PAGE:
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  • Losing Control: Canada's Social Conservatives in an Age of Rights
  • Arthur Sheps
Losing Control: Canada's Social Conservatives in an Age of Rights. Tom Warner. Toronto: Between the Lines, 2010. Pp. viii, 292, $29.95

Losing Control is an account of the struggle between those who see themselves as the guardians of traditional, religiously based social values and the forces of a new secular morality based on doctrines of human rights and equality of treatment as it has played itself out in Canada over the last fifty years. The author looks at a number of areas of contention: abortion, regulation of 'indecent behaviour,' pornography, prostitution, the age of consent, inclusion of sexual orientation in anti-discrimination and human rights legislation, same-sex marriage and adoptions, and education policy as it touches on these matters. He then concludes with a chapter on how these issues have shaped the political complexion of the country.

The advance of newly recognized rights got underway in the late 1960s with the beginnings of provincial and federal anti-discrimination policies and legislation and the creation of human rights commissions. The partial decriminalization of abortion and homosexuality by the Trudeau government in 1969 marked a turning point and was followed by agitation to augment and ensure these reforms. And then came, along with the patriation of the constitution in 1982, the Canadian Charter of Rights (not fully implemented until 1985) and all the judicial decisions, public policies, and human rights legislation that have since flowed from it. Canada was now living in an age of rights, as Chief Justice Beverley McLachlin said, and no longer had to [End Page 373] turn to theology for the moral principles that guided it. This development was precisely what disturbed the social conservatives about whom Warner writes in this book.

Warner's examination of the evangelical Protestant churches and militant Roman Catholic hierarchy and organizations that comprise the foundation of the social conservative movement makes telling use of archival, print, website, and broadcast media sources to chart their activity. He shows, for example, that the opposition to abortion, especially from the evangelical Protestants, was not just about the life of the foetus but was also a crusade against what the conservatives saw as the excesses of feminism, secularism, and the rise of sexual permissiveness. The people who opposed the availability of legal abortions were also often opposed to employment equity for women, universal day care, and reproductive choices generally. And they objected strongly to anything that would lead to public legitimation of homosexuality, hence their opposition to extending human rights protection to gay people and their concern with stricter censorship of public expressions of sexuality and the way sexuality, particularly homosexuality, was presented in schools. They feared that such softening of attitudes about homosexuality would lead to what they regarded as the ultimate horror, the recognition of same-sex marriage. Some of them, such as the Roman Catholic bishop of Calgary, said the proper public policy was to make homosexual behaviour criminal again.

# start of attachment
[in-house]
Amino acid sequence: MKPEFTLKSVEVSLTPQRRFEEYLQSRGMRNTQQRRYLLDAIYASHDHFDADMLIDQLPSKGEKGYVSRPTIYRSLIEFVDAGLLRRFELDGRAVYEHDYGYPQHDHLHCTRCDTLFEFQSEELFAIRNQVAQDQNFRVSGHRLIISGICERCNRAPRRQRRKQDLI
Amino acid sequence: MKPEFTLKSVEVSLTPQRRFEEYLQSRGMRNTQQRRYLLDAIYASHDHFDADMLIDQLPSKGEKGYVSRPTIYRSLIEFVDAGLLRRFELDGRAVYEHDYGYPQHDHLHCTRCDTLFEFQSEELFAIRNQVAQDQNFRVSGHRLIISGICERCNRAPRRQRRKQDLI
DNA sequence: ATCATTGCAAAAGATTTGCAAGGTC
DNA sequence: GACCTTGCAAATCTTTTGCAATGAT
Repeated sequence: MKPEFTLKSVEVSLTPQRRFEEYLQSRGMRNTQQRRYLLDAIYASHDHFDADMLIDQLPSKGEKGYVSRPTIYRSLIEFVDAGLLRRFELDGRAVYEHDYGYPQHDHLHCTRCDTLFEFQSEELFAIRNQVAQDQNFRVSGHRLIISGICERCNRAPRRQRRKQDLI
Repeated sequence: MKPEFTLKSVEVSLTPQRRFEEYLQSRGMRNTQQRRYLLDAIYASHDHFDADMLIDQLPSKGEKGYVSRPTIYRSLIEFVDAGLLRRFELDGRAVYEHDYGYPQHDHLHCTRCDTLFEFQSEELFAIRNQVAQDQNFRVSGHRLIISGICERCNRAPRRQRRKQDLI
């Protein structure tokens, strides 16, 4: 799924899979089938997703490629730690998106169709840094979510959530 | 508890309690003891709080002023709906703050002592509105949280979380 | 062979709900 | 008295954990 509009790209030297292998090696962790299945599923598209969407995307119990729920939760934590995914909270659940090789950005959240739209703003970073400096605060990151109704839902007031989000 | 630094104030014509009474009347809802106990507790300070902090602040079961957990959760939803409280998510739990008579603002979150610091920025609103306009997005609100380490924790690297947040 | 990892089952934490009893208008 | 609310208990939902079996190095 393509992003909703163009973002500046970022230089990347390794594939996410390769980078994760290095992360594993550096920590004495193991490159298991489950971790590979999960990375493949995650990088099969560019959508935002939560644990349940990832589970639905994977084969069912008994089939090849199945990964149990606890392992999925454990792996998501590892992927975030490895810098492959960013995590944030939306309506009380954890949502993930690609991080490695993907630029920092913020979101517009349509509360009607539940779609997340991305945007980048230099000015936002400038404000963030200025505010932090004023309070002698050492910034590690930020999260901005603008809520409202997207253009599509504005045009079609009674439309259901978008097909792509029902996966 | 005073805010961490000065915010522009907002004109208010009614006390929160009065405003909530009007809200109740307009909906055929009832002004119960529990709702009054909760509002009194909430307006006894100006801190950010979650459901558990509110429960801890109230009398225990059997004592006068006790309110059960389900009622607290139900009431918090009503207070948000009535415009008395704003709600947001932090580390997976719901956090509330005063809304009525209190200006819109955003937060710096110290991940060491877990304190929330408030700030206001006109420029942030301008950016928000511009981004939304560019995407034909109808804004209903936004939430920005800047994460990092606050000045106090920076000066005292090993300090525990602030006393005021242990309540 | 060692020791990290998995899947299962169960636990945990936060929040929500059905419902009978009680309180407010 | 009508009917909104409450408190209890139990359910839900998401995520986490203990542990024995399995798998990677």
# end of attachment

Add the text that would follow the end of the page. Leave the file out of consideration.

When religion-based social activists had backed progressive social and economic reforms in Canada earlier in the twentieth century, they were of considerable influence. But now, in the face of growing secularism and changing moral perspectives, many of them feared that true religion was losing its place as a shaper of public policies. Warner shows, however, that the social conservatives were actually quite successful in keeping these issues a matter of public debate and slowing down or compromising the advance of human rights. Liberal and ndp governments, as well as Conservative ones, often backtracked or engaged in pusillanimous tinkering rather than effective reform.

Generally, however, the NDP and Bloc/PQ were the most sympathetic to the new morality of rights, the Liberal Party the most divided, and the Conservatives in their various manifestations the most willing to listen to the views of those opposed to change. There were, though, some interesting exceptions. In Alberta successive Progressive Conservative governments would not amend human rights legislation to include homosexuals. But in 1998, in a case involving a gay instructor at a self-proclaimed Christian college, the Supreme Court 'read into' the provincial legislation sexual orientation as a...


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